Now, you’re probably thinking, “What is she talking about? I need a job ASAP. It’s the only reason I’m networking!”
So, here are six easy steps that make networking more effective and fun by focusing on others:
1. Listen and Be Present
One of the biggest mistakes job seekers make is not listening. Not long ago, I was at an event where I networked with a man who talked nonstop about himself for 10 minutes. He didn’t try to get to know me; he only asked questions to get free career advice. I knew that his lack of listening skills would hamper his job search.
The next time you're networking, listen carefully to the person you’re chatting with, whether or not he can help you with your job search. Instead of worrying about what he can do for you, simply be present, and hear what he has to say. You’ll notice how relaxing it is to turn your attention away from yourself and focus on the other person.
After your networking partner finishes talking, use active listening to reflect back what you heard.
2. Ask a Question to Learn More
After your partner introduces herself, ask her a meaningful question to learn more about her job search and career goals, such as:
“What do you enjoy most about your line of work?”
“What type of company do you see yourself joining next?”
“What do you hope to accomplish at this networking event?”
“What types of job-search activities have you found to be most effective?”
“Where types of challenges do you need help overcoming in your job search?”
These types of questions show her that you're interested in knowing more about her, and they also help you learn what you have in common with each other.
3. Be Generous
If you can help your networking partner in any way, offer to do so. For example, if you know someone who works at your partner's top targeted company, offer to introduce them to each other.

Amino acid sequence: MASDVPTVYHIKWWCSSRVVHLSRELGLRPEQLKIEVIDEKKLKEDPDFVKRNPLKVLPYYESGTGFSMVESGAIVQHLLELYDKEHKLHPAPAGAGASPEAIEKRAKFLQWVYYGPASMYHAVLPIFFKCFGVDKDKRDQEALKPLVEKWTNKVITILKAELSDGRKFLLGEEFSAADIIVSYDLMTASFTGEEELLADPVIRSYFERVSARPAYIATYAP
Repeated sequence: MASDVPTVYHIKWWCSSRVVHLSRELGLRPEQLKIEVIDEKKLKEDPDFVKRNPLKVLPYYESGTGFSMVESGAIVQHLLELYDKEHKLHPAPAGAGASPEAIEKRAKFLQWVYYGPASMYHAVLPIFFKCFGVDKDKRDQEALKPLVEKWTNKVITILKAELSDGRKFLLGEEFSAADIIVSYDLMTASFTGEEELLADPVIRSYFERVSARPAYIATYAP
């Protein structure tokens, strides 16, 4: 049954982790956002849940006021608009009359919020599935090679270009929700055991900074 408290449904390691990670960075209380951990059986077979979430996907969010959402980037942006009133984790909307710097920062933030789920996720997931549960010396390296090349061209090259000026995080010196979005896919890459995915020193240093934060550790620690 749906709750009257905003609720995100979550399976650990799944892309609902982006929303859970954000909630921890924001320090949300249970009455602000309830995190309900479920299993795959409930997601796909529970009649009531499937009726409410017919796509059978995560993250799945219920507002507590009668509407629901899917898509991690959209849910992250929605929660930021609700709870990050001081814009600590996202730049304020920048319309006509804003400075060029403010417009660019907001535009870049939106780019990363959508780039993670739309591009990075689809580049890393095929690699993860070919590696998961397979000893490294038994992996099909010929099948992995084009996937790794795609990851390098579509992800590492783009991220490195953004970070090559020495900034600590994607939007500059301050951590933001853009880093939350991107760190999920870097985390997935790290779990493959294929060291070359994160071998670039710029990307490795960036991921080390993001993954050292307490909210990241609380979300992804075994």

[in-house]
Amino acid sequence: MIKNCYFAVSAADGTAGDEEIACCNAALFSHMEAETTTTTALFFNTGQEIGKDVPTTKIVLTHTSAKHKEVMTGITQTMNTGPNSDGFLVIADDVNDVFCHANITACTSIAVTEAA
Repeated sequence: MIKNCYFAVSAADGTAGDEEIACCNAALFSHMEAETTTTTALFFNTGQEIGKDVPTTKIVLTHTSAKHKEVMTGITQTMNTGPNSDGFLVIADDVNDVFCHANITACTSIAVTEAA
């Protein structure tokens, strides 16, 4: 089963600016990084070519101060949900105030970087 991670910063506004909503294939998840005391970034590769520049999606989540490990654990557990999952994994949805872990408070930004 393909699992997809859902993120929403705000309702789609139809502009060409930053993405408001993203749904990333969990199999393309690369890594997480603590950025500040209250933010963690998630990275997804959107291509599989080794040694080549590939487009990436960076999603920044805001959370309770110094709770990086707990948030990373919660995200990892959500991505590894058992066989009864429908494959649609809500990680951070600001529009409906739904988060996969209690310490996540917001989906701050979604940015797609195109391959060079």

If you’re not sure how you can help, say, “I’m wondering how I can help you in your job search,” or ask, “What types of challenges are you experiencing in your job search that you can use help with?”
You'll be surprised how good it feels to help a fellow job seeker, and your partner will appreciate your efforts.
4. Follow Up Immediately
Networking rule number one is that when you offer to do something for someone, do it right away. If you told your partner that you would forward his resume to your manager, for example, do it as soon as you receive the resume. Not only is this good networking etiquette but it also demonstrates your sincerity and integrity.
Fast followup also includes checking your LinkedIn account at least once a day and accepting invitations to connect right away.
5. Thank Everyone
If your networking partner tries to help you, whether or not it aids your job search, thank her. It's surprising how often the people I offer to assist (by forwarding job postings or other leads) don’t acknowledge my efforts at all. Remember that you're thanking them for their generosity, and be flattered that they're keeping you in mind.
6. Be Open to Making Friends
One of the side benefits of networking is that it can be a great way to make friends. I've made several close pals through networking, supporting each other through our job searches and remaining friends afterward. Your unemployment will be temporary, but your friends will be there for you for a long time.
Focus on Others at Your Next Networking Event
The next time you network, practice focusing on your networking partner rather than yourself. You’ll feel less stressed and more at ease, and networking won't seem like a chore. You’ll be doing something beneficial for someone else, and that will make you feel good, too. And when you land that job, it will be that much sweeter for having enjoyed the process of getting there.